It's Easy To Scoff At Claims Elite Footballers Are 'At Breaking Point' From Workload But Their Burnout Speaks For The Rest Of Us Too

(MENAFN- The Conversation) Maheta Molango, chief executive of the Professional Footballers' Association (PFA), has claimed that elite football players are now at“breaking point” because of excessive workload and insufficient rest. Speaking at the PFA and world footballers' union FIFPro's end of season review of player workload and recovery, Molango warned that players could strike because of workload demands, including the increasingly congested match timetable.

Many readers must be rolling their eyes at the suggestion that some of the world's highest earners are at“breaking point” . At a time when so many are struggling to makes ends meet, the idea that multi-millionaire sportsmen are too busy playing to spend their wealth must seem hard to swallow. Can these overpaid pampered millionaires really be complaining about their jobs?

FIFPro also claims that“players have gone beyond the limit” due to exhaustion from the schedule and demands of domestic and international football. FIFPro president, David Terrier, said there was “an emergency” around the growing mental and physical fatigue of players. And they're not the only ones. Commentators agree that professional football players face the prospect of burnout.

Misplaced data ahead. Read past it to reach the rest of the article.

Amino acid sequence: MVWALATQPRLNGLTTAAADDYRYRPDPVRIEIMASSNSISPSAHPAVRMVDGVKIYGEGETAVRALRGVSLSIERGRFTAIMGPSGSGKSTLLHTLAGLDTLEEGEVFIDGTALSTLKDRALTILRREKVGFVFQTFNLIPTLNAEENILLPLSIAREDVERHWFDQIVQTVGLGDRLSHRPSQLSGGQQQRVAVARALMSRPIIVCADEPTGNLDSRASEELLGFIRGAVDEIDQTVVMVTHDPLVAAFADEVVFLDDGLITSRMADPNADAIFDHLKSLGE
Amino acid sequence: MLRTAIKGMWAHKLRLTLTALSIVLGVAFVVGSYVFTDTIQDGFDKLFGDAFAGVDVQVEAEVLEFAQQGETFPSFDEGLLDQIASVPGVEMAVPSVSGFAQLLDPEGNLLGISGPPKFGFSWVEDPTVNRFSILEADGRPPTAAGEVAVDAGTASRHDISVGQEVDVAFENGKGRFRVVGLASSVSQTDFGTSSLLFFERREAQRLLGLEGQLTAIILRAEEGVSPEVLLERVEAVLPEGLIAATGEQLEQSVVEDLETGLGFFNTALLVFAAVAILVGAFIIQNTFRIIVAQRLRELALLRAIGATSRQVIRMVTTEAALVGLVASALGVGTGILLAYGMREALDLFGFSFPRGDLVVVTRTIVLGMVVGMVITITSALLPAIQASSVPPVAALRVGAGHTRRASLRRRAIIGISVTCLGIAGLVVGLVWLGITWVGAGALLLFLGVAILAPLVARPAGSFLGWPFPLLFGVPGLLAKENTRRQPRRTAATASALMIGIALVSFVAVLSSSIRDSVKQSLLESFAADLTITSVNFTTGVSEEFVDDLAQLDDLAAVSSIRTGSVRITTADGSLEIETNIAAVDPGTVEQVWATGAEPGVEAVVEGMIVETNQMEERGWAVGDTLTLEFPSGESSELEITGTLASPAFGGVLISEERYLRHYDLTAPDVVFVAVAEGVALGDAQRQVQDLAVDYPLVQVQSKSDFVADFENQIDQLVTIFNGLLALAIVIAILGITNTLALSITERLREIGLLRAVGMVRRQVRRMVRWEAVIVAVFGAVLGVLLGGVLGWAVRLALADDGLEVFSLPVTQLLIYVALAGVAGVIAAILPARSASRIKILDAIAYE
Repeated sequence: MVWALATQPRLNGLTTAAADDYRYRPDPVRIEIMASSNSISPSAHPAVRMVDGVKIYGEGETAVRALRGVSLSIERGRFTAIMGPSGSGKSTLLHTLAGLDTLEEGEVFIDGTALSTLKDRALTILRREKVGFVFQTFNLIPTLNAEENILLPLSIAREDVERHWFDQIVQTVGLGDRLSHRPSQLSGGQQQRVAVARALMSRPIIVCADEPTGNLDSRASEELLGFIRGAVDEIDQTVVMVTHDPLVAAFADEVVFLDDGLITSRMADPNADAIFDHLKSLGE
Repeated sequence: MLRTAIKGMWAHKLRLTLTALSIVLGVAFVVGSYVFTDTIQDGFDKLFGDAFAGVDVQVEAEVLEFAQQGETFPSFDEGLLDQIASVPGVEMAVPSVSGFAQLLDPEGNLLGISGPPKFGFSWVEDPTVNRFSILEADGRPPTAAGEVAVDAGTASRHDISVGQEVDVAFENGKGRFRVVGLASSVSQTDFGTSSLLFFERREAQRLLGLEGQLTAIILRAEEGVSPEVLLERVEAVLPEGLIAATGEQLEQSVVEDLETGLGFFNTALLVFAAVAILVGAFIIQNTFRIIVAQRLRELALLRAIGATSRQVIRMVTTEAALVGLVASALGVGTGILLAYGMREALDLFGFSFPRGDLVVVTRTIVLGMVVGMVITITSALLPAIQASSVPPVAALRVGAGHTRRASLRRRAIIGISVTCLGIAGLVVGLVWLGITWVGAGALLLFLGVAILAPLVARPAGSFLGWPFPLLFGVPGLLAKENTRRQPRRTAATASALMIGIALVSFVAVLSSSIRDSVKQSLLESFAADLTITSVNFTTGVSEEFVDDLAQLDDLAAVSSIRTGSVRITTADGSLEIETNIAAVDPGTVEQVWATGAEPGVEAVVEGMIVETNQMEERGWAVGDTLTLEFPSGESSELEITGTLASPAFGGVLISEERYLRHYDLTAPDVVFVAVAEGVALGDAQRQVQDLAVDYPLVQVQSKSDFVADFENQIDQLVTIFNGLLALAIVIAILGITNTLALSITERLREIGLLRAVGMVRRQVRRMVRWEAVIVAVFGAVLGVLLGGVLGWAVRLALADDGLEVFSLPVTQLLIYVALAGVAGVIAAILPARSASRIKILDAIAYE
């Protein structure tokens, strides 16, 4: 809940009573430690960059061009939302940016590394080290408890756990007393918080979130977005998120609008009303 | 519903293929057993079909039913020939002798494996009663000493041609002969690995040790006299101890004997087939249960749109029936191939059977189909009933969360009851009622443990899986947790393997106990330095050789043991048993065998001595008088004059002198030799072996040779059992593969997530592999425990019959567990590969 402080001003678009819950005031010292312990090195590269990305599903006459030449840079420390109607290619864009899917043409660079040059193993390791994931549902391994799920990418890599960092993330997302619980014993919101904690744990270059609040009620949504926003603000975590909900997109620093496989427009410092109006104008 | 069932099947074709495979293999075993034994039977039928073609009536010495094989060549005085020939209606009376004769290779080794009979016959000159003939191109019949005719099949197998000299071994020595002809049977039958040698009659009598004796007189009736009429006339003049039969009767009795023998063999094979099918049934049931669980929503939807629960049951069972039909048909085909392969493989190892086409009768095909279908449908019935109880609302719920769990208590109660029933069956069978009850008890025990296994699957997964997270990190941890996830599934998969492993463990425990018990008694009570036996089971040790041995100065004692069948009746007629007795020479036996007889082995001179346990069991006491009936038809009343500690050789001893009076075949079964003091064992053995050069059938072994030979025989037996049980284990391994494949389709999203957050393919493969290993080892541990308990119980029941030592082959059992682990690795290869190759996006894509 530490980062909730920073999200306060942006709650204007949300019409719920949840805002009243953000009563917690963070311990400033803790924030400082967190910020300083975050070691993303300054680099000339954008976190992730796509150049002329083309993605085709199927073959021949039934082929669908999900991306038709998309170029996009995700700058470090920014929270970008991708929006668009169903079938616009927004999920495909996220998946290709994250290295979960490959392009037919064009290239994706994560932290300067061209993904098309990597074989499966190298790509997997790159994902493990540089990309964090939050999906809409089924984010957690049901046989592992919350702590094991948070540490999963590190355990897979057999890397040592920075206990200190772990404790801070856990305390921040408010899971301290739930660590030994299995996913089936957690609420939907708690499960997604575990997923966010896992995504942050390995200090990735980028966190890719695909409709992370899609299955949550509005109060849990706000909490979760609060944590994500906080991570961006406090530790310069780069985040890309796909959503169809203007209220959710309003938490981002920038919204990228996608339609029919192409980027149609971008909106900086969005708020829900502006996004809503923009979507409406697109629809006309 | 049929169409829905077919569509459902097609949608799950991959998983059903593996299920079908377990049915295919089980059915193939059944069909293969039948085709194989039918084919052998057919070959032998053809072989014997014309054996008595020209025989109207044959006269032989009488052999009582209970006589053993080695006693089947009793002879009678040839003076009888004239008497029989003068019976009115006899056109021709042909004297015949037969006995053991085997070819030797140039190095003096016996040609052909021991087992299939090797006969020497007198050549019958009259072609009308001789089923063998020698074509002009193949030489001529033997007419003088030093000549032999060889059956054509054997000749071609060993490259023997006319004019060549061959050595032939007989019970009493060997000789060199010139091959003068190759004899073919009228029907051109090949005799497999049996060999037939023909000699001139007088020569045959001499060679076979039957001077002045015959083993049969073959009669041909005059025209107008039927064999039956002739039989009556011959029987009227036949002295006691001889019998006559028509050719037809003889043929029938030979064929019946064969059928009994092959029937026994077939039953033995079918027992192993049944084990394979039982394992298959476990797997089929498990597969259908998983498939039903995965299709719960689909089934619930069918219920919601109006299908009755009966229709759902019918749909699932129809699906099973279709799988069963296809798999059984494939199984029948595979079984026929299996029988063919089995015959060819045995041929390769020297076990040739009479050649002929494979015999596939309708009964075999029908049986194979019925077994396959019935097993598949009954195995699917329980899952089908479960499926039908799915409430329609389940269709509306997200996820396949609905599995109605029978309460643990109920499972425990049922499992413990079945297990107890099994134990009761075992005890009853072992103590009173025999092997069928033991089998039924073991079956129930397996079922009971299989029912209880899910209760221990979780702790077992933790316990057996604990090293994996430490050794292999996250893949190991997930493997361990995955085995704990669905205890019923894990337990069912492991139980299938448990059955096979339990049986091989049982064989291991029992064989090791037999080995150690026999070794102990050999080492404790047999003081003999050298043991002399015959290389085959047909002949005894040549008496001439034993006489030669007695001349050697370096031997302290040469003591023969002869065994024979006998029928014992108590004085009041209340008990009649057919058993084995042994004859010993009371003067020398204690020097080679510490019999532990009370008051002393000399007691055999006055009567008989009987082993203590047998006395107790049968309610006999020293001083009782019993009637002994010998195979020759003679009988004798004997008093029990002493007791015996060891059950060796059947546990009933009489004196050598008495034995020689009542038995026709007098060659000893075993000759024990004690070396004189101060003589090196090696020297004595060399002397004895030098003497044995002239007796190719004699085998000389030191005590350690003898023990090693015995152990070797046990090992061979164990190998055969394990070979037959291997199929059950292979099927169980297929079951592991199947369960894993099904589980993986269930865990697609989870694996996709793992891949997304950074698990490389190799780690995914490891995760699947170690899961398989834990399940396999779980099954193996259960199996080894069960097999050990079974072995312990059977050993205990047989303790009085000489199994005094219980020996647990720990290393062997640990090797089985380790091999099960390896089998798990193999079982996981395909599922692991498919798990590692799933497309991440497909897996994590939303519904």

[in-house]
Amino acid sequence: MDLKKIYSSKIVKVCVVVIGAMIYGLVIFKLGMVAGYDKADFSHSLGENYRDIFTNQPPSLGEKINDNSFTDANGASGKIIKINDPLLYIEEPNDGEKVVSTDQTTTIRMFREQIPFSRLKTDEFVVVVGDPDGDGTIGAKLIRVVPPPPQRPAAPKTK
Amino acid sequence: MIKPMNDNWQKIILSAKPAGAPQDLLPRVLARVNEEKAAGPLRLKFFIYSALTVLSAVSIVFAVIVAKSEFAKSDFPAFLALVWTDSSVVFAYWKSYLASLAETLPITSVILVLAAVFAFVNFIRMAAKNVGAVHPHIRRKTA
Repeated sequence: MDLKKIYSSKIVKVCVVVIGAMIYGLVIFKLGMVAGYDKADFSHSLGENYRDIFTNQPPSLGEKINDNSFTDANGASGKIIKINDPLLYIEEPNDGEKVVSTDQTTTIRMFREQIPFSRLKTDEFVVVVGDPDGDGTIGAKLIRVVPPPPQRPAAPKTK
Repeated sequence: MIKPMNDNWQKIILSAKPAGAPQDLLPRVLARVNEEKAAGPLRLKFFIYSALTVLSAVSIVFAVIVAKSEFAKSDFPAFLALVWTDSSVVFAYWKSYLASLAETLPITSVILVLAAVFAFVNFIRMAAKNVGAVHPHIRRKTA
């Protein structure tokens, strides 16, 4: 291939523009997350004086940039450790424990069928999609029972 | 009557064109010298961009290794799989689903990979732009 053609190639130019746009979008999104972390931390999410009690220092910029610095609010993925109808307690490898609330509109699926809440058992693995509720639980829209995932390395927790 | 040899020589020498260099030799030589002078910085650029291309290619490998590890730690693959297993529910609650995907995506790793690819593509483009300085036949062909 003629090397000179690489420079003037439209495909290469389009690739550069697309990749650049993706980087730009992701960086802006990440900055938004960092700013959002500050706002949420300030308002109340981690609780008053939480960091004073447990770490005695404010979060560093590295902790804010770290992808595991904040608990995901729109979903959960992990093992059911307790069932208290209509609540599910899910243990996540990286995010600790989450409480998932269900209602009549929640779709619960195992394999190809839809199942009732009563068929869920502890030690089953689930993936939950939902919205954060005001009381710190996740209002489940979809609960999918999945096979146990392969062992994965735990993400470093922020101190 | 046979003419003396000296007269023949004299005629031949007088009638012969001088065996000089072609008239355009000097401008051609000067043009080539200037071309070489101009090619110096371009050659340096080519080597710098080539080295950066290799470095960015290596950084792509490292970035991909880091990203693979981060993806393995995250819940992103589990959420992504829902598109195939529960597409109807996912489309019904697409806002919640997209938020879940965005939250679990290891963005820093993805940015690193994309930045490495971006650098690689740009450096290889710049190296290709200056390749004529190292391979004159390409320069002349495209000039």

I think we should take them seriously.

Ironically, the rarefied world of professional sports represents a unique experiment to assess the limits of rewards to protect our mental health.

Booting the myth of personal resilience

Professional footballers represent a highly selective group – people at the peak of their physical fitness, playing a sport that they love that gives them meaning and purpose – and a huge salary. The perks of their job are the envy of the world.

If people with such extreme wealth suffer from burnout and fatigue, surely we can finally bury the myth of personal resilience. Their plight is more evidence that burnout is organisationally driven , and not due to personal weaknesses.

Individual measures to deal with employee burnout, like free subscriptions to meditation apps and lunchtime yoga classes once a week, can bolster our ability to deal with work stress, but such measures offer only limited respite and are no match against the continual wave of work demands and interpersonal challenges. For instance, we can't yoga our way out of difficult interpersonal relations with colleagues or toxic leaders.

The organisations who should be protecting players' wellbeing, like FIFA and UEFA, increase workload instead, blaming consumer demand for more football matches and competitions. Football is big business and players are expected to perform or be replaced.

Professional footballers, like all high performers, can suffer from burnout , anxiety and depression . The genuine fragility of well-paid sports stars, then, is a slap in the face to organisations who think that simply giving people more rewards or making their jobs more meaningful will“protect” them from mental and physical stress. If the mental health of highly paid and celebrated professional footballers can suffer due to their working conditions, what hope nurses, care workers, police officers, teachers – and the rest of us.